This month is all about what has been happening in the studio.
Jennie worked on a doublewidth waffle weave towel in Bendigo cotton. Many weavers are content to weave double width as plain weave or twill with the aim to achieve an invisible fold line. This was a great challenge with an additional challenge to the norm. Jennie took a conventional 8 shaft waffle weave, and converted it to a 16 shaft draft. Waffle weave has long floats in a diagonal progression that after washing creates deep cells. These long floats without careful management will draw in at different rates at the fold making a real mess down the centre of the fabric. What did she do? She spaced the warp in the reed at a more open sett for the fold and used a weighted fishing line to keep the folded edge rigid. Check out the end result and you can’t see where the folded edge was during weaving. It’s a great result Jennie.
Jennie cutting off her weaving. Note the two layers. The piece of paper separates the layers so that she can knot the ends independently to allow for the fabric to be opened full width.
Here it is opened out full width. The fold can barely be seen and will disappear totally after laundering.
Jennie examines the laundered cloth. Note that the fabric is now very three dimensional. It has also shrunk in size considerably.
Sally is currently working on a series of three rag rugs. They are of different lengths for different locations. Her aim is to explore different effects with all three being totally different. So far she has woven two. Along the way she has discovered the Fibonacci series; a mathematical method of using different proportions to achieve visual balance.
Rug #2 is totally different.
I finally got to weave off the last double weave challenge which has been on the loom for several months. This challenge follows on from work initiated several months ago on parallel threadings and was to compliment student work over several months in the studio. The basic challenge: to design a table runner that uses doubleweave as panels to have the end effect of pattern bands on a plain weave background. The first runner has an additional pattern of wrapping (West Timor style) in the centre to compliment the doubleweave panels.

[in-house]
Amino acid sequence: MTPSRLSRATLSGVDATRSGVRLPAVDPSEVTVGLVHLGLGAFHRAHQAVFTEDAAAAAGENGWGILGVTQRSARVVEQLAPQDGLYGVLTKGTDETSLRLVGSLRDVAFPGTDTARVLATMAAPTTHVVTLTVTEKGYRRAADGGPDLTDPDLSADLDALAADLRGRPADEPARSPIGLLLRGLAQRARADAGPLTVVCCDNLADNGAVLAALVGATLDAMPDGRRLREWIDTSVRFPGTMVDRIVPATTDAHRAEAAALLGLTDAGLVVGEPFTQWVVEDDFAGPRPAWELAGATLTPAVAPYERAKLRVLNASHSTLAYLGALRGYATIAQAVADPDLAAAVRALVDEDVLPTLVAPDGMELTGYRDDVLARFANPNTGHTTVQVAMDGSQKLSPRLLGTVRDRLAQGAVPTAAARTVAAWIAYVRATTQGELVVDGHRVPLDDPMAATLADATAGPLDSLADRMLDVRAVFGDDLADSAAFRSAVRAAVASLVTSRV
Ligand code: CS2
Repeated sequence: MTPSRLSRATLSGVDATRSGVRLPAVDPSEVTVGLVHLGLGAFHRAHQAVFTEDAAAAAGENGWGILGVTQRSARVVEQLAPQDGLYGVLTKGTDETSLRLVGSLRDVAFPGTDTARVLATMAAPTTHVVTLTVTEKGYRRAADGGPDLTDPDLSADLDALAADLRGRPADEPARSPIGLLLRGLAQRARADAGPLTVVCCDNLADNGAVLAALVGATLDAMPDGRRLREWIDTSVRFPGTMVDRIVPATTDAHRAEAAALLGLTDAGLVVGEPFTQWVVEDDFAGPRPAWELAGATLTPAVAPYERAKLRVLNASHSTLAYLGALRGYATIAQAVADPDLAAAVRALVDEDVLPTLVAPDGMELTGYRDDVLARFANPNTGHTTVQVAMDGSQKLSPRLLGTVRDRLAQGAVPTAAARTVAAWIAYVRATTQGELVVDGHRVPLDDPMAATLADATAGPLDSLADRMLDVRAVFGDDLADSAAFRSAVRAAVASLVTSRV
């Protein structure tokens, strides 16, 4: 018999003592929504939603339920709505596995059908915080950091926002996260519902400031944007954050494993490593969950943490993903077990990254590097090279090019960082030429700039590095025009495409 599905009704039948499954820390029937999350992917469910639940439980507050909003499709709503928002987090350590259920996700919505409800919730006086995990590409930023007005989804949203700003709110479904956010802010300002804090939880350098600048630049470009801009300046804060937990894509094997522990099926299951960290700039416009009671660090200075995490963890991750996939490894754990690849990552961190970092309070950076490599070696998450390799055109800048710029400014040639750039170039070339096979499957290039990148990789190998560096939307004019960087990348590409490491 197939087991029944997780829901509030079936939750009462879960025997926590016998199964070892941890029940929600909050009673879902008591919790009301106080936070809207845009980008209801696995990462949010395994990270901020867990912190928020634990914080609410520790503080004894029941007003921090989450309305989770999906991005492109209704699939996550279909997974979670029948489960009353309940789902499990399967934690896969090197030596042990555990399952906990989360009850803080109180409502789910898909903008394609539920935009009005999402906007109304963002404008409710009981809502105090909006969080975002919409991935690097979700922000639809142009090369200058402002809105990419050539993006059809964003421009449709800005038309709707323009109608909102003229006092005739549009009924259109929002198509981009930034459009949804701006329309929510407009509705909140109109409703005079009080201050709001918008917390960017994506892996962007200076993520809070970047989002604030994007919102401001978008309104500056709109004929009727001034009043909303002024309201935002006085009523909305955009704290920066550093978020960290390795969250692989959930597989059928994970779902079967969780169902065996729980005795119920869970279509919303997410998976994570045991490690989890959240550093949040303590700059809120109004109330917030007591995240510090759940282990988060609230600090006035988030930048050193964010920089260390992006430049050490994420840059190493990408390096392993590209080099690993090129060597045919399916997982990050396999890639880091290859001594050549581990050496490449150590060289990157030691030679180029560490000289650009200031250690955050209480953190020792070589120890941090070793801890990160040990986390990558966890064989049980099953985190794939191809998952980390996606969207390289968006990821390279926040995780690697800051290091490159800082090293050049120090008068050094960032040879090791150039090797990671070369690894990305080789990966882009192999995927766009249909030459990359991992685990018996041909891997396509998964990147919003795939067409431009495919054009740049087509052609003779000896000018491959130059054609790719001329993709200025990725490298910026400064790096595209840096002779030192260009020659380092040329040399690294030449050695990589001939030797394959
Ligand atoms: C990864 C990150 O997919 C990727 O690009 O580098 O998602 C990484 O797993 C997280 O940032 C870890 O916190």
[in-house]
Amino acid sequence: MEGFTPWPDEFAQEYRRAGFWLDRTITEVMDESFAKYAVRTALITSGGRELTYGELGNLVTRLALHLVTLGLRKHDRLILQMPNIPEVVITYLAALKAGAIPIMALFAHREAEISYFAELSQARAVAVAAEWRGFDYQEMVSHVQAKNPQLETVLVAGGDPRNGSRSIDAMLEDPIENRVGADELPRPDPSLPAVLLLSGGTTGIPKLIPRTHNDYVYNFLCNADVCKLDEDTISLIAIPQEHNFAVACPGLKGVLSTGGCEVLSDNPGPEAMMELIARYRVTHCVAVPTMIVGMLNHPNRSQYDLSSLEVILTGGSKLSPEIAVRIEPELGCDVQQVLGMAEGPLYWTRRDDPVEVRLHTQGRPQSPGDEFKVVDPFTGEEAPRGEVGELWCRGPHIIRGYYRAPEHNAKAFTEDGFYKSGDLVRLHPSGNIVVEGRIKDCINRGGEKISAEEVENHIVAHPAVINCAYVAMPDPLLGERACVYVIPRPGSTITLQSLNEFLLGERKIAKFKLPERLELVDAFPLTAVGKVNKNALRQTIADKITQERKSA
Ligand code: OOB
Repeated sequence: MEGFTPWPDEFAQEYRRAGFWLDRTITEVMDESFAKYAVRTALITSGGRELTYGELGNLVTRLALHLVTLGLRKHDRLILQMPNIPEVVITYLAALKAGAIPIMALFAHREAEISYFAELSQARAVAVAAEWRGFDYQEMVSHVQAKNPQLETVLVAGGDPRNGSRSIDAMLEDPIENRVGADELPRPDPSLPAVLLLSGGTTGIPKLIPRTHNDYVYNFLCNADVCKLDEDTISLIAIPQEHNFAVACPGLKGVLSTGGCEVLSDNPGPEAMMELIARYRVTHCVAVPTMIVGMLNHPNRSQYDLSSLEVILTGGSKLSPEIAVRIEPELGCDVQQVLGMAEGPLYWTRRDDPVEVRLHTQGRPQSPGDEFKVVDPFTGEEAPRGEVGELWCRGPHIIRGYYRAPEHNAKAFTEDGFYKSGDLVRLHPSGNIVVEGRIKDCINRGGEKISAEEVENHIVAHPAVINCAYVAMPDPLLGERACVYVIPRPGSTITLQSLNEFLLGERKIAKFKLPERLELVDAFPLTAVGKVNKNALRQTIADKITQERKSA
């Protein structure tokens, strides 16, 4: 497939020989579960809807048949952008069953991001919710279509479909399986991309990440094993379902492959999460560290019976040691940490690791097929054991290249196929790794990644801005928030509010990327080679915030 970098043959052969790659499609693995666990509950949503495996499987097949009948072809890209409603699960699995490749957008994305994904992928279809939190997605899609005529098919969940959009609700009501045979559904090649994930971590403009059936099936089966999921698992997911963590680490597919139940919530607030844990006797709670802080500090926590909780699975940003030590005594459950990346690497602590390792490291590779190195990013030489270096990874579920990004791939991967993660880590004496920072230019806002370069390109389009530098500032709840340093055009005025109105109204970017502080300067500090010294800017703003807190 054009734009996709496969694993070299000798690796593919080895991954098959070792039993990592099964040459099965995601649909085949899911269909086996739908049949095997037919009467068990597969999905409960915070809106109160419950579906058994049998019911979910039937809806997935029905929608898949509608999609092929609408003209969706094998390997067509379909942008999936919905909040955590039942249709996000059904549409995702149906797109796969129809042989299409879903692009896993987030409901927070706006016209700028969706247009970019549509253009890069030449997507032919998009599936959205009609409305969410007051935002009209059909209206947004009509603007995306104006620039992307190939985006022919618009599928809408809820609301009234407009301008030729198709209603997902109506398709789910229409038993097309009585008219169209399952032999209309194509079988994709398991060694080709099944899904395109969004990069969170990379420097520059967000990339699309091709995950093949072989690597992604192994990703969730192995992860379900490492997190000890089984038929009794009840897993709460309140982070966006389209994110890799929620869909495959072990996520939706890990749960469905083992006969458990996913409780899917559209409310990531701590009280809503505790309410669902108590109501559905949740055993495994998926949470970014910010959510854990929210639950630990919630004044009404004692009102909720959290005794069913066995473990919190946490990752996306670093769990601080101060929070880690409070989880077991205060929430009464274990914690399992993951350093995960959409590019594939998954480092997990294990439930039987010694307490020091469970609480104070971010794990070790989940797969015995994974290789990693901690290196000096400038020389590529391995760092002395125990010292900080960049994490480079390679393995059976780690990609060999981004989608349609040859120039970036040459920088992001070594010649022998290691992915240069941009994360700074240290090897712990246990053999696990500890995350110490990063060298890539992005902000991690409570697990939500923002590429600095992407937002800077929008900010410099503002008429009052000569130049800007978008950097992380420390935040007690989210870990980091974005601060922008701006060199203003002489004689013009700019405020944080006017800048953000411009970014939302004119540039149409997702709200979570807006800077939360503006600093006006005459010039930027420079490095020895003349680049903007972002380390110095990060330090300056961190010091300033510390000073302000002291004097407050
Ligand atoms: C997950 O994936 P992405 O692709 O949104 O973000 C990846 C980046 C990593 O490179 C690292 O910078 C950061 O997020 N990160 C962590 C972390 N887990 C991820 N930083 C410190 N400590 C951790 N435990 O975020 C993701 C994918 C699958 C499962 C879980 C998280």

The challenge for the second runner: to achieve a different effect. In this one some threads were taken from the doubleweave bands and rethreaded to add a colour stripe and supplementary warp either side of the doubleweave bands. I liked both sides so have bound the hem to make it reversible.
Both runners together with the reverse side of the second one also shown.
The last of the High Court judge’s commission of the robe sleeves.
This month had the Grand Cutting Off Ceremony when all who had been involved in the project came to the studio to celebrate the final warp of the commission. Everyone had a “go” at weaving, even Saffron’s children. Here they all are:
Bill Haycock: designer
Margaret Adam: pattern maker and cutter
Then we all posed together before I officially cut it off. We had a grand celebration!
Soon to come: My intention is to put together the full story. You have perhaps followed the story since the announcement by The High Court. This has been such a significant project that I would like to also report on what went on in the stages prior to this.
Don’t forget to check out the year’s studio classes. There is one vacancy in the Linen and Lace Class to be held 6-10th February.